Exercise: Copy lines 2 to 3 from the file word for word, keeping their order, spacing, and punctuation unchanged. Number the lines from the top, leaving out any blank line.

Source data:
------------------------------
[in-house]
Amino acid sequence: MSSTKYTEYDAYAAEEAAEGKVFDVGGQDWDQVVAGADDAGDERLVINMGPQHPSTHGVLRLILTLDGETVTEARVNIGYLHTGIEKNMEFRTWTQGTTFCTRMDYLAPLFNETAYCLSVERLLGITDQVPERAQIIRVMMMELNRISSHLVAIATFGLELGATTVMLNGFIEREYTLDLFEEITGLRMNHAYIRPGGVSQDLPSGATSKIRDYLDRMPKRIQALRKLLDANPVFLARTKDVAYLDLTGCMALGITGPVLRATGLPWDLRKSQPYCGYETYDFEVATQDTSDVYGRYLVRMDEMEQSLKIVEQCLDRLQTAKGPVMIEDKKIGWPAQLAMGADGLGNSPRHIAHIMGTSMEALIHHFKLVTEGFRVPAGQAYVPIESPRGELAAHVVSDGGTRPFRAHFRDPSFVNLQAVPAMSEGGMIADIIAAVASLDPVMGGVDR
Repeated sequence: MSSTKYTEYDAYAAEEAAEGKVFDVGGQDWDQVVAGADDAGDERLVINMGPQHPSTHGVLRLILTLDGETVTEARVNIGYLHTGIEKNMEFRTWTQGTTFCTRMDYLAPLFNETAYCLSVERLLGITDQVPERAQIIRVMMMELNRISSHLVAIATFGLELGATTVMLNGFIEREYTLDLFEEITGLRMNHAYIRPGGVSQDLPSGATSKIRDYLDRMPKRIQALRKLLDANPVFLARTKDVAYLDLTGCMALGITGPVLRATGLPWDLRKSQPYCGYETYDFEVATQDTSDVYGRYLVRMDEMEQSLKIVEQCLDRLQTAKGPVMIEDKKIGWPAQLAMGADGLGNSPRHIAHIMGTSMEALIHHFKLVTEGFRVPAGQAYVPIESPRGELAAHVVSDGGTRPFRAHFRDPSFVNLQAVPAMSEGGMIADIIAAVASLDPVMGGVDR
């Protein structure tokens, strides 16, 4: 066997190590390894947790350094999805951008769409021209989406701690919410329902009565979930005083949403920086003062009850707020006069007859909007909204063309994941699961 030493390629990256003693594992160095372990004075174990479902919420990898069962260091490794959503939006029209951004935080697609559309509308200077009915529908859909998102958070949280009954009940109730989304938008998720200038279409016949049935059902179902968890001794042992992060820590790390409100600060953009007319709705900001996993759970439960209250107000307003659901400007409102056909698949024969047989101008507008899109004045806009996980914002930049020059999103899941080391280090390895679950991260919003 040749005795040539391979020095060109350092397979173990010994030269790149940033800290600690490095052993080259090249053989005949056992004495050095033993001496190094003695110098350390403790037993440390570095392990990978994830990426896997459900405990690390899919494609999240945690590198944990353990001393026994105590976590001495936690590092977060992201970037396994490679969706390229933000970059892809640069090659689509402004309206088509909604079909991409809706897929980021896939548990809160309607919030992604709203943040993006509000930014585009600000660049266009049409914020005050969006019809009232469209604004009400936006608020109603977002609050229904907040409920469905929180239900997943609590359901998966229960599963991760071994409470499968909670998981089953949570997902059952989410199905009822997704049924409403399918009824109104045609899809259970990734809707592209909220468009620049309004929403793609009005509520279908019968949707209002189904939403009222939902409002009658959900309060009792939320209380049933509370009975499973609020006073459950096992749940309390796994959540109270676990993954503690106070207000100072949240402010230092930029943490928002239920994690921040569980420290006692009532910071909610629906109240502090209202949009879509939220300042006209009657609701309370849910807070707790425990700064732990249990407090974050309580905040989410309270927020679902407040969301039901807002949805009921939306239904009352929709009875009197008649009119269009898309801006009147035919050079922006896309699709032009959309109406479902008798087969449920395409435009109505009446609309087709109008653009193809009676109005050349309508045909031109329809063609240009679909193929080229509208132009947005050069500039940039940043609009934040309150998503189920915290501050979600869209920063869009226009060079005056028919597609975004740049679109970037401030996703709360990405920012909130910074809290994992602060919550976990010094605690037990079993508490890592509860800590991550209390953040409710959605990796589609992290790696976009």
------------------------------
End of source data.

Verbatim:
Amino acid sequence: MSSTKYTEYDAYAAEEAAEGKVFDVGGQDWDQVVAGADDAGDERLVINMGPQHPSTHGVLRLILTLDGETVTEARVNIGYLHTGIEKNMEFRTWTQGTTFCTRMDYLAPLFNETAYCLSVERLLGITDQVPERAQIIRVMMMELNRISSHLVAIATFGLELGATTVMLNGFIEREYTLDLFEEITGLRMNHAYIRPGGVSQDLPSGATSKIRDYLDRMPKRIQALRKLLDANPVFLARTKDVAYLDLTGCMALGITGPVLRATGLPWDLRKSQPYCGYETYDFEVATQDTSDVYGRYLVRMDEMEQSLKIVEQCLDRLQTAKGPVMIEDKKIGWPAQLAMGADGLGNSPRHIAHIMGTSMEALIHHFKLVTEGFRVPAGQAYVPIESPRGELAAHVVSDGGTRPFRAHFRDPSFVNLQAVPAMSEGGMIADIIAAVASLDPVMGGVDR
Repeated sequence: MSSTKYTEYDAYAAEEAAEGKVFDVGGQDWDQVVAGADDAGDERLVINMGPQHPSTHGVLRLILTLDGETVTEARVNIGYLHTGIEKNMEFRTWTQGTTFCTRMDYLAPLFNETAYCLSVERLLGITDQVPERAQIIRVMMMELNRISSHLVAIATFGLELGATTVMLNGFIEREYTLDLFEEITGLRMNHAYIRPGGVSQDLPSGATSKIRDYLDRMPKRIQALRKLLDANPVFLARTKDVAYLDLTGCMALGITGPVLRATGLPWDLRKSQPYCGYETYDFEVATQDTSDVYGRYLVRMDEMEQSLKIVEQCLDRLQTAKGPVMIEDKKIGWPAQLAMGADGLGNSPRHIAHIMGTSMEALIHHFKLVTEGFRVPAGQAYVPIESPRGELAAHVVSDGGTRPFRAHFRDPSFVNLQAVPAMSEGGMIADIIAAVASLDPVMGGVDR